If the Plain English folk are seeking fresh targets, they might set their sights on some of the material being put out by colleges of higher education. I have before me a handbook sent to schools participating in the Initial Teacher Training programme, and a better object for critical scrutiny it would be hard to find.
Here is an extract: 'Intending teachers need to have a critical awareness of the potential of teaching to promote the processes and realise the factors influencing the acquisition of skills, and an understanding of the effects of previous experience and cognitive limitations in relation to factors of meaningful grasp and deep learning.'
This kind of writing is distinguished partly by its jargon, defined by Fowler's Modern English Usage as 'talk that is considered both ugly-sounding and hard to understand, applied especially to the sectional vocabulary of a science, art, class, sect, trade or profession, full of technical terms', and partly by its monotony of style.
Some jargon is of course unavoidable in a technical publication, which must at times deal with specialised concepts. But there is another, pejorative meaning of jargon: 'The use of long words, circumlocutions and other clumsiness.' Or, as Friedrich Engels more waspishly put it, '. . . a compilation of words and turns of speech which has no other purpose than to be at hand at the right time where thought and positive knowledge are lacking'.
The elements of jargon, in the looser sense, are usually not in themselves objectionable. Every word in the given extract is a good, strong English word which no one need be ashamed of using in its proper place. It is their use together that is indefensible. When put into long, rolling, polysyllabic cadences their effect is to induce in the reader listlessness, ennui and ultimately, nausea (a comparison to seasickness would not be inappropriate).
Those who get beyond the first sentence of the teacher training handbook soon find themselves in the really heavyweight stuff. Course content fills an entire section. It offers, for example, under 'Attitudes, Values and Actions': 'Personal and social representations of reality; stereotypes; the regulation of action including cognitive-social/attributional, reinforcement-based; cognitive limitations in relation to factors of meaningful grasp; self-esteem and identity maintenance; intrinsic and extrinsic motivation . . .'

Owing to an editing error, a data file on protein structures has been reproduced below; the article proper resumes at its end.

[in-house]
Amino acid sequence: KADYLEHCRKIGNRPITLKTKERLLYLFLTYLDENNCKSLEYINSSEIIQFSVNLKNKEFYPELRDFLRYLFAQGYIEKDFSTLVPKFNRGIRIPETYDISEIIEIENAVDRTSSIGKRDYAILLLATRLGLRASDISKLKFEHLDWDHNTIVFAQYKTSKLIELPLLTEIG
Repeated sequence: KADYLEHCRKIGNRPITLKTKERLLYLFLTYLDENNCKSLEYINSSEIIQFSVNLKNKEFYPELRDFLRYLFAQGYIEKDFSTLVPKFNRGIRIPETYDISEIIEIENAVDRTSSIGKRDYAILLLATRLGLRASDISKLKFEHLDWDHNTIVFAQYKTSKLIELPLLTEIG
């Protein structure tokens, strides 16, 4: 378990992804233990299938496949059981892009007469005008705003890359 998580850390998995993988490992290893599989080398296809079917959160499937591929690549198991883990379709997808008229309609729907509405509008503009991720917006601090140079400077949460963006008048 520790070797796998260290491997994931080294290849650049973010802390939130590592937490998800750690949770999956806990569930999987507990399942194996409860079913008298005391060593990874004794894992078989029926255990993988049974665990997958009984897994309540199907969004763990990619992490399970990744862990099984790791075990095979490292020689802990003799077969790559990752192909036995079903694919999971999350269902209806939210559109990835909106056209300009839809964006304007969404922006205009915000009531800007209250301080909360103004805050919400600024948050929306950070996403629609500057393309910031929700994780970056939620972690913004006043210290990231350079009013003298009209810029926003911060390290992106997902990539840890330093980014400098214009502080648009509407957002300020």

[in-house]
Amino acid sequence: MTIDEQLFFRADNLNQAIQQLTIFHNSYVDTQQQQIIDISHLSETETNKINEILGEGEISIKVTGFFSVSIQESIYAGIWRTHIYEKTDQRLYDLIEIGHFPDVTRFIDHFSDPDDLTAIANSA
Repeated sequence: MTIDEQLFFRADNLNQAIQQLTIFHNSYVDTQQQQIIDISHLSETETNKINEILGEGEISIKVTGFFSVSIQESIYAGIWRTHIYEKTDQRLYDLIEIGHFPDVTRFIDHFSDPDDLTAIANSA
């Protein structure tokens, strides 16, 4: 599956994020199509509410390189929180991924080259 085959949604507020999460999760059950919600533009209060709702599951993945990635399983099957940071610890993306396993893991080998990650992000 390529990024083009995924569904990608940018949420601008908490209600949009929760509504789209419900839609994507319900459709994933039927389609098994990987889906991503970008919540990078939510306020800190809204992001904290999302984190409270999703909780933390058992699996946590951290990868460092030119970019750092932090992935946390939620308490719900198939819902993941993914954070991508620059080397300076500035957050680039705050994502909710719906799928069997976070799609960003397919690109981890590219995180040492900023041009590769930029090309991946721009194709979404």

On and on it goes, filling out its 200-page bulk with waffle. The prolixity is astounding. And most of it is either meaningless or banal. I have mixed a lot with teachers over the years, and have yet to find any who have the smallest use for this kind of thing. Most do no more than skim such manuals. Yet academics continue to churn them out. Why?
The reason may have something to do with the comparative newness of 'Education'. The subject had to fight for recognition as an academic discipline, and is still not universally accepted. Perhaps educationists feel that having their own language will bolster their claims to respectability.
Whatever the reason, a university-based educationist would never dream of saying, 'Children need good schools for proper learning'. Anyone could say that. He must say: 'High quality learning environments are a necessary precondition for the facilitation and enhancement of the ongoing learning process.'
Alan Smithers, professor of education at Manchester University, says: 'There is a widespread misperception that it is necessary to present relatively simple ideas in obscure and technical language to give importance. It is the pursuit of supposed gravitas that is responsible for much of the rubbish in educational research.'
Jargon probably has a more deleterious effect on the relationship between theory and practice in education than in any other profession. Scientific papers are written for scientists, medical ones for doctors; but education theory is not written for teachers, who have little patience with any of it. This is the cause of the tremendous gulf that exists between teachers and educationists.
To bridge this gulf, educationists will have to start making their work intelligible to ordinary teachers. They might take to heart George Orwell's elementary rules for good English: never use a long word where a short one will do, and never use jargon if you can think of an everyday English equivalent.
In the meantime, there is a role for the Plain English Campaign. In 1979, after they publicly destroyed government forms as the start of a crusade against jargon and obfuscation, there was a marked improvement in the standard of official writing. We need someone to do the same for educational writing today. Does anyone have a match?
The writer was a teacher for many years.
Robert Winder is away.